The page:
50. 50. 05.Open and DIY Business(as they are now)
  51. 51. Business models of Open Source (software)Non-monetary incentives:* problem solving* ethical questions* education + learning* reputation --> social interactions + jobs--> its not just about money! Also a gift economy
  52. 52. Business models of Open Source (software)Monetary incentives:* selling software (as open or even with dual licensing)* offering services (customisation, support, ...)* paid developer work* donation* software as service (freemium, ...)* embedding software into hardware--> … its not just only volunteer work! Also a market economy
  53. 53. Business models of Open Source (software)Red Hatfirst open source company expected to break through the$1bn mark in 2011.Source: of developing LinuxThe Linux Foundation (LF) (2008): $10.8 billion to build theLinux community distribution Fedora 9 in today’s dollarswith today’s software development costs.$1.4 billion to develop the Linux kernel alone.Source:
  54. 54. Please note: Open Business is not completely open* identity (brand) is fixed and is a warranty certificate* existing business ecosystems may not be open* knowledge, expertise, tools, resources are not always “open”Source: Source:
  55. 55. The levels of openness in Open HardwarePatrick McNamara defined 4 possible levels of Openness in Open Hardwareprojects:1. Closed: any hardware for which the creator of the hardware will not release any information.2. Open Interface: all the documentation on how to make a piece of hardware perform the function for which it is designed is available (minimum level of openness).3. Open Design: in which enough detailed documentation is provided that a functionally compatible device could be created by a third party.4. Open Implementation: the complete bill of materials necessary to construct the device is available.Source:
  56. 56. The business models of Open Hardware* Services and expertise (customization, consulting)* Manufacturing of owned or third party Open Hardware* Manufacturing of proprietary hardware based on Open Hardware* Dual-licensing* Proprietary hardware designs based on Open Hardware* Proprietary software tools for developing Open Hardware* ... and:Source:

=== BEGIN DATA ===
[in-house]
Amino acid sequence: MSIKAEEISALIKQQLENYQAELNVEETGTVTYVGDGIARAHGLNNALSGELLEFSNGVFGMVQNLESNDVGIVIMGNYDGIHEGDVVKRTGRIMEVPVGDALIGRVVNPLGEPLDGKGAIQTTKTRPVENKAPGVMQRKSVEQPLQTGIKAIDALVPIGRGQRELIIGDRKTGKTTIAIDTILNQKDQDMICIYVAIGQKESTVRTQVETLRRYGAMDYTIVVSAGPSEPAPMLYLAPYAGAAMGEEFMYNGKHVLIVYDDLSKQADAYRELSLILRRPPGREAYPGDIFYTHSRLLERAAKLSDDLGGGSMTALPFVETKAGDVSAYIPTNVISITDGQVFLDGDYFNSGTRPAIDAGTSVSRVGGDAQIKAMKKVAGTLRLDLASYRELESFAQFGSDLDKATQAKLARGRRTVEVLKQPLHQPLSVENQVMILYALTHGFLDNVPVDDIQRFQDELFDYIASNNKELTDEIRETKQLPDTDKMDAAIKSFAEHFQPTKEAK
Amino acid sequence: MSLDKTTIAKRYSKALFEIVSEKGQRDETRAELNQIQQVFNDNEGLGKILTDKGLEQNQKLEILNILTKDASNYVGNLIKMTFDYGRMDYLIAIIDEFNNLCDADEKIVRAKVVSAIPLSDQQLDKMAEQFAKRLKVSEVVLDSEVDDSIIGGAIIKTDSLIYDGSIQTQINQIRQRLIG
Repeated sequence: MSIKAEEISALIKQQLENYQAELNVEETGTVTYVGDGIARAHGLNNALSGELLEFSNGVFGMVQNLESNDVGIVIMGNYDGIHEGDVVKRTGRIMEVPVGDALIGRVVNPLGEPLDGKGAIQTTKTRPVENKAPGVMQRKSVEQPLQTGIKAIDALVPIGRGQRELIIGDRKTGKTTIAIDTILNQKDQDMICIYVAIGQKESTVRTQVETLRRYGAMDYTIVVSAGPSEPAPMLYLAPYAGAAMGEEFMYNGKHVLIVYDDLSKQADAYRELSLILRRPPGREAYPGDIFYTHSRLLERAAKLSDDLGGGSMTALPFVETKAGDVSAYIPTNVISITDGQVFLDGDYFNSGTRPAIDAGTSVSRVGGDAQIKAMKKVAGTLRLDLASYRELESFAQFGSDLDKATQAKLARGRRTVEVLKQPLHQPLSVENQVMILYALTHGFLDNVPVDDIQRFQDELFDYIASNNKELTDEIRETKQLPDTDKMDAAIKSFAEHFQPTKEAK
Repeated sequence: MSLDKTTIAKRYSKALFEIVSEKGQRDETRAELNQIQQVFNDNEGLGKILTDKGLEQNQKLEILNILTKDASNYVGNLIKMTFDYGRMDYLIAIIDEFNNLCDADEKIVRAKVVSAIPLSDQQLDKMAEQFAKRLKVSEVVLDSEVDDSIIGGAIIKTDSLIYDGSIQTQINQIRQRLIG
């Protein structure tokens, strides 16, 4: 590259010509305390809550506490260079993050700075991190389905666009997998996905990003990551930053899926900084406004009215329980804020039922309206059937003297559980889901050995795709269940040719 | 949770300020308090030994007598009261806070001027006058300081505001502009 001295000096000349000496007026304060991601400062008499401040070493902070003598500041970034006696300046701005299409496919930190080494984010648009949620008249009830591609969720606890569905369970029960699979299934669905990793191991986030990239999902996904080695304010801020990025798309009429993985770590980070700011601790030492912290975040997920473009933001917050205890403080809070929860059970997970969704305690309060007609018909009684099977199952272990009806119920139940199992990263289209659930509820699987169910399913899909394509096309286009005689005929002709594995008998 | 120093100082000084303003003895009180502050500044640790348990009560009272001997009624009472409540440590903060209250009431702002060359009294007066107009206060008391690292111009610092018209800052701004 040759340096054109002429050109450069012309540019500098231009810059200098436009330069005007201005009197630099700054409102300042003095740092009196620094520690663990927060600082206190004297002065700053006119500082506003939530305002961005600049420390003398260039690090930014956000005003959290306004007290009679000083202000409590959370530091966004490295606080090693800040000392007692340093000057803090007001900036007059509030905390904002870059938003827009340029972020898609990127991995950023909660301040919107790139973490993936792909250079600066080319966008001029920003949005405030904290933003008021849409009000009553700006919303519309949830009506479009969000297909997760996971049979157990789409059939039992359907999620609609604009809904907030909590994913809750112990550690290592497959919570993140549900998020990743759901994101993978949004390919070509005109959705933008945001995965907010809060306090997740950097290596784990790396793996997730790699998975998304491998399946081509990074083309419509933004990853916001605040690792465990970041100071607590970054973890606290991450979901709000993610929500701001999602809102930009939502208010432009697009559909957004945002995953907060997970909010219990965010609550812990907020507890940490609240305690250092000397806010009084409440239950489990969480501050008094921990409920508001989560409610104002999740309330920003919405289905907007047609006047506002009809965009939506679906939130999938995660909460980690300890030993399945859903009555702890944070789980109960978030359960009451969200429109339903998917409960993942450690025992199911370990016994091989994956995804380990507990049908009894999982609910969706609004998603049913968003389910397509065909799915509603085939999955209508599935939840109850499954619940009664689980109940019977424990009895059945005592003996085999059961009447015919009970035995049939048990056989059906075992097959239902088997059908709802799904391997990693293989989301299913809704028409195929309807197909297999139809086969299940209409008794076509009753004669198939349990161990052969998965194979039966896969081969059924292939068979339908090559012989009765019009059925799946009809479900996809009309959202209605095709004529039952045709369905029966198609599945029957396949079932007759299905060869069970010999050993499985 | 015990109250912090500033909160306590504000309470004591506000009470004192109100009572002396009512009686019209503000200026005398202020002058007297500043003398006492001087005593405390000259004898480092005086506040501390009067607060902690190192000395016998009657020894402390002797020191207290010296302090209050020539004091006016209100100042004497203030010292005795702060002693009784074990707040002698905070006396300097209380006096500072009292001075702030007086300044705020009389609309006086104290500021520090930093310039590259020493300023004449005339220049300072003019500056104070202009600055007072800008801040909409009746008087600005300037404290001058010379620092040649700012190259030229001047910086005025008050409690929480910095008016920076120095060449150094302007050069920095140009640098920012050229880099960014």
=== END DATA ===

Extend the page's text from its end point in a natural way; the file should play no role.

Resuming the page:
57. 57. The business models of Open Hardware* Proprietary hardware tools for Open Hardware (Sparklelabs)Source:
  58. 58. The business models of Open Hardware* Free services for building a greater user base (Adafruit Jobs Board)Source:
  59. 59. The business models of Open Hardware + =* Partnership between Open and Fabbing companies (Ponoko + Sparkfun)Source:
  60. 60. The business models of Open Hardware* Funding Open Hardware projects in exchange for documentationSource:
  61. 61. The business models of Open Hardware* Piracy as a learning and market building strategy (Shanzai)Source:
  62. 62. The business models of Open Hardware* Brick and mortar store (Makerbot - Botcave)Source:
  63. 63. The business models of Open Hardware* Renting spaces for co-working (Hackerspaces)Source:
  64. 64. The business models of Open Hardware* Microcredit / peer-to-peer lending / crowdfunding (Open Hardware Bank)Source:
  65. 65. 2009:The market of Open Hardware * 13 companies over $ 1 m. $11.000.000 * total: $ 50 m. $10.000.000 * $ 1 billion by 2015 $9.000.000 $8.000.000 $7.000.000 $6.000.000 Revenues $5.000.000 $4.000.000 $3.000.000 $2.000.000 $1.000.000 $0 s o d it are s i os y n t rb o La b e mb e uin rkfu fru ron rS h tud idw e Ada Ard Chu Bug Sp a Mak D e dS Liqu Mak DIY e SeeSource:
  66. 66. The market of Open Hardware: SparkFunNathan Seidle (founder):“In 2010, SparkFun had revenues of about $18.4MM. As of April of 2011, we havearound 120 employees, up from 87 a year ago.”“We hope to grow by 50% this year (2011) to around $28MM in sales. We expectto be in the 30-50MM range in the next 3-5.”Source:
  67. 67. Similar models for DIY Craft... EtsySource:
  68. 68. Similar models for DIY Craft... Etsy Total Members: +8 million Total Active Shops: +800,000 Items Listed: 8.5 million $350.000.000 $300.000.000 $250.000.000Total $ sold (Gross Merchandise Sales) $200.000.000 $150.000.000 $100.000.000 $50.000.000 $0 2005 2006 2007 2008 2009 2010 2011 (March) Source: